In jEdit as well as in Plugins, actions define procedures that can be bound to a menu item, a toolbar button or a keyboard shortcut. Most plugin Actions  are short scripts written in BeanShell, jEdit's macro scripting language. These scripts either direct the action themselves, delegate to a method in one of the plugin's classes that encapsulates the action, or do a little of both. The scripts are usually short; elaborate action protocols are usually contained in compiled code, rather than an interpreted macro script, to speed execution.
Actions are defined by creating an XML file entitled
actions.xml and placing it in the plugin JAR
actions.xml file from the
QuickNotepad plugin looks as follows:
<ACTIONS> <ACTION NAME="quicknotepad.choose-file"> <CODE> wm.addDockableWindow(QuickNotepadPlugin.NAME); wm.getDockableWindow(QuickNotepadPlugin.NAME).chooseFile(); </CODE> </ACTION> <ACTION NAME="quicknotepad.save-file"> <CODE> wm.addDockableWindow(QuickNotepadPlugin.NAME); wm.getDockableWindow(QuickNotepadPlugin.NAME).saveFile(); </CODE> </ACTION> <ACTION NAME="quicknotepad.copy-to-buffer"> <CODE> wm.addDockableWindow(QuickNotepadPlugin.NAME); wm.getDockableWindow(QuickNotepadPlugin.NAME).copyToBuffer(); </CODE> </ACTION> </ACTIONS>
You can see how each action in jEdit core is implemented by
actions.xml file that is there.
This file defines three actions. They each use a built-in variable
wm, which refers to the current view's
DockableWindowManager. Whenever you need
to obtain a reference to the current dockable, or create a new one, this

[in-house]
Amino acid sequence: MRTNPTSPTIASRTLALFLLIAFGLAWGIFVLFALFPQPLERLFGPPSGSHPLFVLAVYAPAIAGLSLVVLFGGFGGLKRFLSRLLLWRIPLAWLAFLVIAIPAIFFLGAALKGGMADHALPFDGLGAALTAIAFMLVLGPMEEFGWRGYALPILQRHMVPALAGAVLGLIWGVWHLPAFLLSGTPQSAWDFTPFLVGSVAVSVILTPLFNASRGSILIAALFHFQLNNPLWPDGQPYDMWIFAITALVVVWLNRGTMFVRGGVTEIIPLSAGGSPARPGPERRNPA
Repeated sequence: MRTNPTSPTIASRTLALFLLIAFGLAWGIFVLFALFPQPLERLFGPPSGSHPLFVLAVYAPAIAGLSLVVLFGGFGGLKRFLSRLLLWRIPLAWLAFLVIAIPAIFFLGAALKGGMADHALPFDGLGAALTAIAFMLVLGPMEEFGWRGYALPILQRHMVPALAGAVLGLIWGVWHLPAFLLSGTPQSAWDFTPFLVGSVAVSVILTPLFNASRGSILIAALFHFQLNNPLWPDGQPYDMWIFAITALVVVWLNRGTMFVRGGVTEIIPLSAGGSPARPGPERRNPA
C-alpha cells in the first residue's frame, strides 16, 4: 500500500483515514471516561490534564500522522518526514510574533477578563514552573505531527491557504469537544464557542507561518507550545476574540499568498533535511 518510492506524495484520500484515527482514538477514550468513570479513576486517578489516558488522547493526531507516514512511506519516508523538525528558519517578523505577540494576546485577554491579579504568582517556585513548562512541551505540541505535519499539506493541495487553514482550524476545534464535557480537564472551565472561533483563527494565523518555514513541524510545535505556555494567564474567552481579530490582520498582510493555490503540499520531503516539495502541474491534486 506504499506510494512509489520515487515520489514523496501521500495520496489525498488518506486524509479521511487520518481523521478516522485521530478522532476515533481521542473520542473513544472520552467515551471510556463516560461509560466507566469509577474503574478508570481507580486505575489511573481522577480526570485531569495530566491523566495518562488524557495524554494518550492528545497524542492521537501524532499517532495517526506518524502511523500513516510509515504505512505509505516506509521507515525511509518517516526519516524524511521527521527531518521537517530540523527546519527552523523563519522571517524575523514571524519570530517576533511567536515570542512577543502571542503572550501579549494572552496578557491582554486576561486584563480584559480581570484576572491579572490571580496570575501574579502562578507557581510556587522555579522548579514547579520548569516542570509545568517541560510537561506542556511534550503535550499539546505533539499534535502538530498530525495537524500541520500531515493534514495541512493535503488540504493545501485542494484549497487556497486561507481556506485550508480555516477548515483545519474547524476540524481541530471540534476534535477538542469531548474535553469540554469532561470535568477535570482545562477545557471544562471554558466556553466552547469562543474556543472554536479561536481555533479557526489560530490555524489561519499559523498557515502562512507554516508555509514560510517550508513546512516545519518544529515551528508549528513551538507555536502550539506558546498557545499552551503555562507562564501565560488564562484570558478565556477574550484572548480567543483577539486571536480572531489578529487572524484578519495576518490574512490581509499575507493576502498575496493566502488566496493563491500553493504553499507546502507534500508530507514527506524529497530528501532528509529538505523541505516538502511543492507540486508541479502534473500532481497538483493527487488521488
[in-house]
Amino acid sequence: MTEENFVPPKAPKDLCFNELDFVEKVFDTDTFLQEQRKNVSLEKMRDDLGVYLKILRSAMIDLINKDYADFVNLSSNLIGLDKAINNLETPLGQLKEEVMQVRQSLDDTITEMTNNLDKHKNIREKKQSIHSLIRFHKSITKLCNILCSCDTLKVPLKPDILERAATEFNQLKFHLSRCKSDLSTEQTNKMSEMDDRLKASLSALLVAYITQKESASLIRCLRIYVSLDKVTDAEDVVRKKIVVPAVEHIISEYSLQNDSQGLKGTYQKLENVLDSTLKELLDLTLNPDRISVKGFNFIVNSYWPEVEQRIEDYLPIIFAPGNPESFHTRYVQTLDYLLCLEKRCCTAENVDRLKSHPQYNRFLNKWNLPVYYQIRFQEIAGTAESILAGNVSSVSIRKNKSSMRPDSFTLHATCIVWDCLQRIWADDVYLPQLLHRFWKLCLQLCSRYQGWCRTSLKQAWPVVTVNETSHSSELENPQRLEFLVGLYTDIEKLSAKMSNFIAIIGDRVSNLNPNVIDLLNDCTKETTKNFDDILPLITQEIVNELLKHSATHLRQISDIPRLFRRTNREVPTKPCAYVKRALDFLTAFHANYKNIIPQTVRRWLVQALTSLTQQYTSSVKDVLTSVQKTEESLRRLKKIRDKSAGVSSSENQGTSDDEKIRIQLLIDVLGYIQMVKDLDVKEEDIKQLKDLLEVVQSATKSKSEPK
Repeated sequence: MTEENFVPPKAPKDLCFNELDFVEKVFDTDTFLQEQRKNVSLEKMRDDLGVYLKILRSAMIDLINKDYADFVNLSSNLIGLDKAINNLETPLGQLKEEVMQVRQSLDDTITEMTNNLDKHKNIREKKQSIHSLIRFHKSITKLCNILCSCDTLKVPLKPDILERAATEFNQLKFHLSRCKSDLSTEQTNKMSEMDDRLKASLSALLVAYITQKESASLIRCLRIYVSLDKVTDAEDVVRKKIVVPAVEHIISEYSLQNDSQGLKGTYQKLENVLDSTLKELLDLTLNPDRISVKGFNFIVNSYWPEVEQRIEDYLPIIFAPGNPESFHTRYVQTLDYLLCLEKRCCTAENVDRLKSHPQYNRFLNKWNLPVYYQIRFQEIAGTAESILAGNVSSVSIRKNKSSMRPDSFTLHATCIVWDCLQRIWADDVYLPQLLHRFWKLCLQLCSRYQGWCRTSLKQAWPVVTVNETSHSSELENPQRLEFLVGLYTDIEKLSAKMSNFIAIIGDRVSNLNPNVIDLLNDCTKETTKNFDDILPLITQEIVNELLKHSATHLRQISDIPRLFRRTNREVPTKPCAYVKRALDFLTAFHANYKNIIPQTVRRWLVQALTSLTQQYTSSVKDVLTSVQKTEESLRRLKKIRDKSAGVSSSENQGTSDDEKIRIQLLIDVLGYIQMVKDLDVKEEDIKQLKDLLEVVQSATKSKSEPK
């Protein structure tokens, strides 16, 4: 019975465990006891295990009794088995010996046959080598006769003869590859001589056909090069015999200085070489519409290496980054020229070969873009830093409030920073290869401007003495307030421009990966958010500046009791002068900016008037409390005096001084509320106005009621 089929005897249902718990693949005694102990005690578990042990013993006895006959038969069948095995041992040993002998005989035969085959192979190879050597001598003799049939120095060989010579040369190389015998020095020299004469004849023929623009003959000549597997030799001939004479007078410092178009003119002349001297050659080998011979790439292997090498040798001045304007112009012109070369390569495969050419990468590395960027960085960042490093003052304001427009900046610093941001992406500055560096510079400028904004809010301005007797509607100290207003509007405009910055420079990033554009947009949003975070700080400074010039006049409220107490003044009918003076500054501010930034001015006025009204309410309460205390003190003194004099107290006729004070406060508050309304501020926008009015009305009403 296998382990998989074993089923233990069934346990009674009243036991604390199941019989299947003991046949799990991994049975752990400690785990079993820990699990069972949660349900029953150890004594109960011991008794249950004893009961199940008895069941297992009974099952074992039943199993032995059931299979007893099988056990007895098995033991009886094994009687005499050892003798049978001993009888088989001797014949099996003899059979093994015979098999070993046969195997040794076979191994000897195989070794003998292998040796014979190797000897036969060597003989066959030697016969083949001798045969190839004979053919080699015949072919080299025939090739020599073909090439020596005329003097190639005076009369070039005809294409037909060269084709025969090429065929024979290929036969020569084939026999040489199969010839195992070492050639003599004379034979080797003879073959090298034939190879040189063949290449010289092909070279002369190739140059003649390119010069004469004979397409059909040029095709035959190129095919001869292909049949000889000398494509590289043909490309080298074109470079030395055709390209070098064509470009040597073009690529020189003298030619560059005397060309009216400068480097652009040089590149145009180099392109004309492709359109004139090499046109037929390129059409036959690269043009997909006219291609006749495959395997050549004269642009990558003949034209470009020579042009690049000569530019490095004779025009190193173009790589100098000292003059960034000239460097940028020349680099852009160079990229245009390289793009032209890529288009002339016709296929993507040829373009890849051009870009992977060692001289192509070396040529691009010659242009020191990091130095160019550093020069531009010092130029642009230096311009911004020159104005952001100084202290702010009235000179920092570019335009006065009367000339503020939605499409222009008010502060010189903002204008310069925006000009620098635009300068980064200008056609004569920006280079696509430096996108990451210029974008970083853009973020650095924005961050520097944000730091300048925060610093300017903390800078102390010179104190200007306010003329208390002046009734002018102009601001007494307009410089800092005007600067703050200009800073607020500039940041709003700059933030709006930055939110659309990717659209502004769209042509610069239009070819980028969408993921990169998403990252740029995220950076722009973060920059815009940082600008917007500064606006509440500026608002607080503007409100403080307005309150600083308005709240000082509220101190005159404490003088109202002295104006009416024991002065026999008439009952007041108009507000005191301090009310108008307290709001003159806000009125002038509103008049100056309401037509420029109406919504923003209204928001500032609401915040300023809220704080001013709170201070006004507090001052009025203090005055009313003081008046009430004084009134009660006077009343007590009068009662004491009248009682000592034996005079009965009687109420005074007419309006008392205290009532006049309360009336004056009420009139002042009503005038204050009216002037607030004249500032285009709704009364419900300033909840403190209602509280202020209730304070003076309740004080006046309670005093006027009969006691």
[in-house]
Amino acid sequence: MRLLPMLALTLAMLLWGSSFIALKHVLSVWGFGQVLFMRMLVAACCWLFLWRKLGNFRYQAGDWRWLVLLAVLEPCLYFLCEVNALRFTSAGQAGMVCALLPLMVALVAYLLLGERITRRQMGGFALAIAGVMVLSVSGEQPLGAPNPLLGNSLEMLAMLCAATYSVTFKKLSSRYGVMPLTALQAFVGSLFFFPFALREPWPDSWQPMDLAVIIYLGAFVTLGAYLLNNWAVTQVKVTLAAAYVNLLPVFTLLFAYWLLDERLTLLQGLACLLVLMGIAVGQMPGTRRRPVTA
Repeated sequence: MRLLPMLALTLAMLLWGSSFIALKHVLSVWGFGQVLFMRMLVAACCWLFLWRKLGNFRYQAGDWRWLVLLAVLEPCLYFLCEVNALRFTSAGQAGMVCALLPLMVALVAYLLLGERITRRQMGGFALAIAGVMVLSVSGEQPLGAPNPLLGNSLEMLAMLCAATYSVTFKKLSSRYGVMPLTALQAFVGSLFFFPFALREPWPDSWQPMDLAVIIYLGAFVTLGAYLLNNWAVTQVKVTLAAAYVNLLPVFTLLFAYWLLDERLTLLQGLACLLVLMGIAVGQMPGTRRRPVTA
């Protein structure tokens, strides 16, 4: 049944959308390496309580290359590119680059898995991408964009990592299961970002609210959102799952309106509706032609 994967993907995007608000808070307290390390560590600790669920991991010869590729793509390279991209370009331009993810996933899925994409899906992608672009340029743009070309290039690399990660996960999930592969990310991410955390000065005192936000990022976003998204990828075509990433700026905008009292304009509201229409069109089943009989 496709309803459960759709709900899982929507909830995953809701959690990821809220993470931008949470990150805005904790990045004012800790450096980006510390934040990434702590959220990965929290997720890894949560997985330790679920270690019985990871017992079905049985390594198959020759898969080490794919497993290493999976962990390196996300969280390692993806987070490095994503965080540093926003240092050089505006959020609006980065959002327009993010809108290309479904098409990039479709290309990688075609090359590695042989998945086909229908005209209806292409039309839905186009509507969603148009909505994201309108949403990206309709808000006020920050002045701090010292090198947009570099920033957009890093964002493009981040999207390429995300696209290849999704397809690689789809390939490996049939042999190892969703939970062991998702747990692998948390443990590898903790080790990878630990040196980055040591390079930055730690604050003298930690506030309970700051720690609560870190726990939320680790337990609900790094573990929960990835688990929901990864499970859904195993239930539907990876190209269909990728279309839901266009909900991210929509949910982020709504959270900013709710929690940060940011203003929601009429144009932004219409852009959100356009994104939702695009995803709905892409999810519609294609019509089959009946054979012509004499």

is the class to use. We use the method
by getDockable() to create if necessary, and then bring up
the QuickNotepad plugin dockable. This will be docked or floating,
depending on how it was last used.
When an action is invoked, the BeanShell scripts address the
plugin through static methods, or if instance data is needed, the
DockableWindowManager, and the plugin
object return by the
If you are unfamiliar with BeanShell code, you may nevertheless
notice that the code statements bear a strong resemblance to Java code,
with one exception: the variable
view is never
assigned any value.
For complete answers to this and other BeanShell mysteries, see
Part III, “Writing Macros”; two observations will suffice
here. First, the variable
view is predefined by
jEdit's implementation of BeanShell to refer to the current
View object. Second, the BeanShell scripting
language is based upon Java syntax, but allows variables to be typed at
run time, so explicit types for variables need not be declared.
A formal description of each element of the
actions.xml file can be found in the documentation
 Some plugins, such as Sidekick, Console, and ProjectViewer, create pure Java EditAction-derived Actions, based which services are available, or which files are found in a certain path. However, this is an advanced topic you can explore further in the source and API docs of those plugins.